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Please don't remind me that I'm poor; I'm having too much fun pretending I'm simply "living green" like everyone else these days.


Wednesday, June 6, 2007

42 and counting down

I finished this quilt for a customer yesterday and have another on the machine I hope to finish today or tomorrow. It is just like this one but with different t-shirts.

A view of the other side.

There are different readers of my blog… toppers and machine quilters. I love knowing I’m passing along my knowledge to others. If I don’t pass it along now it may be too late later. Tomorrow is not promised to anyone. So with this in mind here is my first helpful hint for toppers. Please be patient if I don’t post a helpful hint everyday. My customers are my first priority (smile) which means I may not have the time for hints.


You see this sashing? How the blocks are just a little off from each other and the sashing is friendly? (It waves at you)

What usually happens is a topper will sew whole rows of blocks together then sew one long sashing strip between them. Rarely are the blocks matched up at the corners doing it this way. It’s so much easier to match things up if the sashing is cut to fit the blocks and treated as a part of the block. Like this.

I usually sew the sashing to all the blocks by sewing it to two sides. The outside row of blocks along one side and along the bottom will get three sashing strips. One final corner block will get all four sides with sashing. This may sound confusing and I don’t have any pictures to show of the technique. I can draw a diagram for you though.

Here is a sample of squares that represent your blocks.

Next I draw in the sashing on one side of the blocks. They would be sewn onto the side of the block like this.

Notice that along the right side the blocks don’t have sashing? These outsides will get a sashing too.

Next is to put sashing on the top of the blocks. To get the right measurement the sashing should be sewn onto the left and measured. Now your blocks will look like this.

Notice that the bottom row of blocks doesn’t have a bottom sashing? This row will need a third sashing strip sewn on too, like this.

The very last block in the right hand corner will get a sashing strip on all four sides, like this. When the sashing is sewn as a part of the block it should all match up at the corners.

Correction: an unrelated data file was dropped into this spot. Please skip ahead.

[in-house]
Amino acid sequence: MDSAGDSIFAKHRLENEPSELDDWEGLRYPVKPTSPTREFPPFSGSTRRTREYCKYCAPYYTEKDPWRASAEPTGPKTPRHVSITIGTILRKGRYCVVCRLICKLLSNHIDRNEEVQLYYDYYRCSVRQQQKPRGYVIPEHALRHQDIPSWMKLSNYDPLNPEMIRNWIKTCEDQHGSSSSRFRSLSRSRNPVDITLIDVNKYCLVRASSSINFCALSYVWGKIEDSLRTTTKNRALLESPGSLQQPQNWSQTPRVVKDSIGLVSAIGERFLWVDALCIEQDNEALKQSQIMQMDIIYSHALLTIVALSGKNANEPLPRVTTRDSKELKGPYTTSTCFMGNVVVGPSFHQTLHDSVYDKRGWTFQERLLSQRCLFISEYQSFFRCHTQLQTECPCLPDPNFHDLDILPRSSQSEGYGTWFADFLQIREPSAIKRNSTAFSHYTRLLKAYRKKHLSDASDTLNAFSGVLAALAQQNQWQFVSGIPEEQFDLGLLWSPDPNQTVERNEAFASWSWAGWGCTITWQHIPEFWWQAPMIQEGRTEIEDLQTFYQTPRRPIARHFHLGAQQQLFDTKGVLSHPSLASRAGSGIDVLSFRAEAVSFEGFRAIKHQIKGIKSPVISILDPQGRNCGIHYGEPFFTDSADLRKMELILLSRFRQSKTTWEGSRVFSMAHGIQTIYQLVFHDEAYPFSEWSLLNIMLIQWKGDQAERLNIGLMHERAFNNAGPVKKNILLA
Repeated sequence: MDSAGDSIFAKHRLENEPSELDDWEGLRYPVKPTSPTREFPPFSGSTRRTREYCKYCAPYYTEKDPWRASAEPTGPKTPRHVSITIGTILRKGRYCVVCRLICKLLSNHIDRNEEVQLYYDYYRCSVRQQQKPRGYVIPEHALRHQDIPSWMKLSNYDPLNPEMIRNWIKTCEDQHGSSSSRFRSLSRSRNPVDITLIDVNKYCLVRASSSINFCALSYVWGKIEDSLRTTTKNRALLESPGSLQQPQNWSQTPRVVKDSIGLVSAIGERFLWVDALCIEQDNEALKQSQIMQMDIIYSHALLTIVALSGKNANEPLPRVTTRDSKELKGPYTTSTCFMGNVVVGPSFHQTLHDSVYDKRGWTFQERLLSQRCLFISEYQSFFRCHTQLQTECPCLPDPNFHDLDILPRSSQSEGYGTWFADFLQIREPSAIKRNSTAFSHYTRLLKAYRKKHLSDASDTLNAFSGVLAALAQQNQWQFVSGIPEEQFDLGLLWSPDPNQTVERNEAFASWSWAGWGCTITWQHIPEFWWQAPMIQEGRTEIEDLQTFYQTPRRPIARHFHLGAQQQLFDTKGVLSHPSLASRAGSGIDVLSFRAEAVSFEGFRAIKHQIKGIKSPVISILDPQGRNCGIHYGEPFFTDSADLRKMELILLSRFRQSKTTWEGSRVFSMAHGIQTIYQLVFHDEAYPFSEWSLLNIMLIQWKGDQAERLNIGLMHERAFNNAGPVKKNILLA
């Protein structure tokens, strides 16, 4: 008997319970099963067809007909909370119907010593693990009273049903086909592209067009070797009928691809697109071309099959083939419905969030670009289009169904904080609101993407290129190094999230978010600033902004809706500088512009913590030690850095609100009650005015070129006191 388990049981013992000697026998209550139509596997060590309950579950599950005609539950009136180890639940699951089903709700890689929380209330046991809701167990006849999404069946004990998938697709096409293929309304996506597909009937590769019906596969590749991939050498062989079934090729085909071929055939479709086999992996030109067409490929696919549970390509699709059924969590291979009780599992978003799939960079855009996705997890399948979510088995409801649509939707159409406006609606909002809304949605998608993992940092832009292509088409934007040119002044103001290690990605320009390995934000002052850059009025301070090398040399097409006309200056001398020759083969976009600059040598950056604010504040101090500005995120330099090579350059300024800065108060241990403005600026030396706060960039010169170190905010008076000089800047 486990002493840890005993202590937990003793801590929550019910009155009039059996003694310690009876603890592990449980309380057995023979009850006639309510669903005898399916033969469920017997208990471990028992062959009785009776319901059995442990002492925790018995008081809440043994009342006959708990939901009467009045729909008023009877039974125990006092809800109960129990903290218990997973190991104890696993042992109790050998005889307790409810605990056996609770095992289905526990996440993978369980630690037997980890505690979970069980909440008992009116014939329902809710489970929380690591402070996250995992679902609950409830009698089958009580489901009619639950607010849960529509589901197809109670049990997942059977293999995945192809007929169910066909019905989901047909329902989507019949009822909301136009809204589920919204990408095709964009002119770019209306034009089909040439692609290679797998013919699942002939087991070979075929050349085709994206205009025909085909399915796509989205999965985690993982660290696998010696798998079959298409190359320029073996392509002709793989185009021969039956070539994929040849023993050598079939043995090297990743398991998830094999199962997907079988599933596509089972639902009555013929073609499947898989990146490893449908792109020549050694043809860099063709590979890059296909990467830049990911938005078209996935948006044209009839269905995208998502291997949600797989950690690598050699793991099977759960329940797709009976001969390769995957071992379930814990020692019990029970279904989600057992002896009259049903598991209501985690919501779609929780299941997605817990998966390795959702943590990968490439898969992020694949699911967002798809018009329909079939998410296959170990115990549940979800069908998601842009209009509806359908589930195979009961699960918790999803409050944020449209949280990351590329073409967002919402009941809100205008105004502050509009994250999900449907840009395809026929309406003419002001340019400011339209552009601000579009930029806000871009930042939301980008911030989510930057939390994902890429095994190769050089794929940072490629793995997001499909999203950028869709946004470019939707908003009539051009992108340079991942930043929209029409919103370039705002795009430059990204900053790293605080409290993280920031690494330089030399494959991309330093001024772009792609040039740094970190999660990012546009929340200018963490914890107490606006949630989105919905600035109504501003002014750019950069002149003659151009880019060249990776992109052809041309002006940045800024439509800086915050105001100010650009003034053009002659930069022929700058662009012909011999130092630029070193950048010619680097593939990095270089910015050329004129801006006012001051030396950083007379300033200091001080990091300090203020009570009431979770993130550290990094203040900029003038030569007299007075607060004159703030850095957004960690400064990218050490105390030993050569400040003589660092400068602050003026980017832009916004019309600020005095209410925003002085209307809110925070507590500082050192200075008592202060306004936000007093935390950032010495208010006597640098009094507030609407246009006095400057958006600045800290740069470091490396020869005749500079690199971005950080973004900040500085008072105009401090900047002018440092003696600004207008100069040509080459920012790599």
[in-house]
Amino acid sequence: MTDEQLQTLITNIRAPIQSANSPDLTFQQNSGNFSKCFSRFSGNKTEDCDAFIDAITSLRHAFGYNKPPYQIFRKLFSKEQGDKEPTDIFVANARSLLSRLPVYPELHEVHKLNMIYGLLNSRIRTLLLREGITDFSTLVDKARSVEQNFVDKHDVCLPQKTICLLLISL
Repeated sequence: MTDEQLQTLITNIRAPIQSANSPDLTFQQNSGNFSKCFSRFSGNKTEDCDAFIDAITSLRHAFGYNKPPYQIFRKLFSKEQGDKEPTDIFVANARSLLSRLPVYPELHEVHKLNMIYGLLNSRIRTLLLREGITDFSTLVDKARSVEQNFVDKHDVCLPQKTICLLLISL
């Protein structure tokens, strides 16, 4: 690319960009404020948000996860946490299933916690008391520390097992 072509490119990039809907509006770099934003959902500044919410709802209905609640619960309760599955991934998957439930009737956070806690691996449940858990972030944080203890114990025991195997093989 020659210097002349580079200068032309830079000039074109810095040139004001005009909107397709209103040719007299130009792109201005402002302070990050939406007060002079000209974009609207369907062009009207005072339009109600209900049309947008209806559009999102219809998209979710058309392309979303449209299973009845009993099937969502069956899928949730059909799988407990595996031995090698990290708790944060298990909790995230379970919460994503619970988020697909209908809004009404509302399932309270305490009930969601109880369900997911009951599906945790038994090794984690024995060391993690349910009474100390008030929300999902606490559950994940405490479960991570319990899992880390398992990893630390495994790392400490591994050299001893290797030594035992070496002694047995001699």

I like to keep several battings in stock rather than order as needed. I prefer Quilter’s Dream Batting because I can order it in individual packages. For me this is the most convenient way to store batting. The packages fit neatly under my quilting machine.

It was a problem for me keeping up with what I had in stock and what I needed to order. I had to take an inventory each time I planned to order batting. Taking inventory required me to get down onto the floor behind my machine and count each size. I would then struggle to get up off the floor and figure out what to order. Getting up and down off the floor is hard to do with arthritis in my hip joints!

I do it differently now and it’s so much easier. I decided how many of each type and size I needed to keep in stock. I ordered the right number to start off my inventory. These days, instead of throwing away the label from the package; when I open it, I keep it. I stack them up near my machine. When it’s time to order I can just count the labels of the batting that has been used. Ta da! No more getting down to the floor or straining to get back up.

One more note before I finish this post. If you send me an email and I don’t answer right away, don’t worry, I’m not ignoring you. When I shut off the computer it is the equivalent of leaving home for an outside job. I can’t be late for work even if it is only in another room of the house. Time to go....

1 comment:

EileenKNY said...

I use the Hobbs batting on the roll as well as QDC packages. I really only use the QDC kings.